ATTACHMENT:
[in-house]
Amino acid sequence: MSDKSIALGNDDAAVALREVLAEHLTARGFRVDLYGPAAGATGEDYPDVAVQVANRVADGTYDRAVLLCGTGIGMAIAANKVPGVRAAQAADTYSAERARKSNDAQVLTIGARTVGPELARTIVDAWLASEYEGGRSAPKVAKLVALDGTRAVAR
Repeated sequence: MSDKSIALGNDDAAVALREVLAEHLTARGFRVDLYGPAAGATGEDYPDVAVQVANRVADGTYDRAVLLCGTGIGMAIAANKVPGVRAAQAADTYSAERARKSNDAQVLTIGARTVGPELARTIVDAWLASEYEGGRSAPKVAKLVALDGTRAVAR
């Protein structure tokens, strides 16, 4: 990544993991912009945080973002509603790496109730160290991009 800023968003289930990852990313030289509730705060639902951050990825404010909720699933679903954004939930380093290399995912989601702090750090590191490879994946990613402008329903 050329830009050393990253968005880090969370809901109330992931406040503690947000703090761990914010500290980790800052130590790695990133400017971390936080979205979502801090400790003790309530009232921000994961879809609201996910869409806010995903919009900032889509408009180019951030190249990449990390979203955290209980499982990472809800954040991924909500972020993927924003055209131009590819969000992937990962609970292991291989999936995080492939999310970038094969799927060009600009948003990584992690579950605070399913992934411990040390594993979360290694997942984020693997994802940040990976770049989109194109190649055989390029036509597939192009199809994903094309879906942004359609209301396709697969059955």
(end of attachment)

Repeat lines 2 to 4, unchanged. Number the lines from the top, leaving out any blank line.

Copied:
Amino acid sequence: MSDKSIALGNDDAAVALREVLAEHLTARGFRVDLYGPAAGATGEDYPDVAVQVANRVADGTYDRAVLLCGTGIGMAIAANKVPGVRAAQAADTYSAERARKSNDAQVLTIGARTVGPELARTIVDAWLASEYEGGRSAPKVAKLVALDGTRAVAR
Repeated sequence: MSDKSIALGNDDAAVALREVLAEHLTARGFRVDLYGPAAGATGEDYPDVAVQVANRVADGTYDRAVLLCGTGIGMAIAANKVPGVRAAQAADTYSAERARKSNDAQVLTIGARTVGPELARTIVDAWLASEYEGGRSAPKVAKLVALDGTRAVAR
């Protein structure tokens, strides 16, 4: 990544993991912009945080973002509603790496109730160290991009 800023968003289930990852990313030289509730705060639902951050990825404010909720699933679903954004939930380093290399995912989601702090750090590191490879994946990613402008329903 050329830009050393990253968005880090969370809901109330992931406040503690947000703090761990914010500290980790800052130590790695990133400017971390936080979205979502801090400790003790309530009232921000994961879809609201996910869409806010995903919009900032889509408009180019951030190249990449990390979203955290209980499982990472809800954040991924909500972020993927924003055209131009590819969000992937990962609970292991291989999936995080492939999310970038094969799927060009600009948003990584992690579950605070399913992934411990040390594993979360290694997942984020693997994802940040990976770049989109194109190649055989390029036509597939192009199809994903094309879906942004359609209301396709697969059955």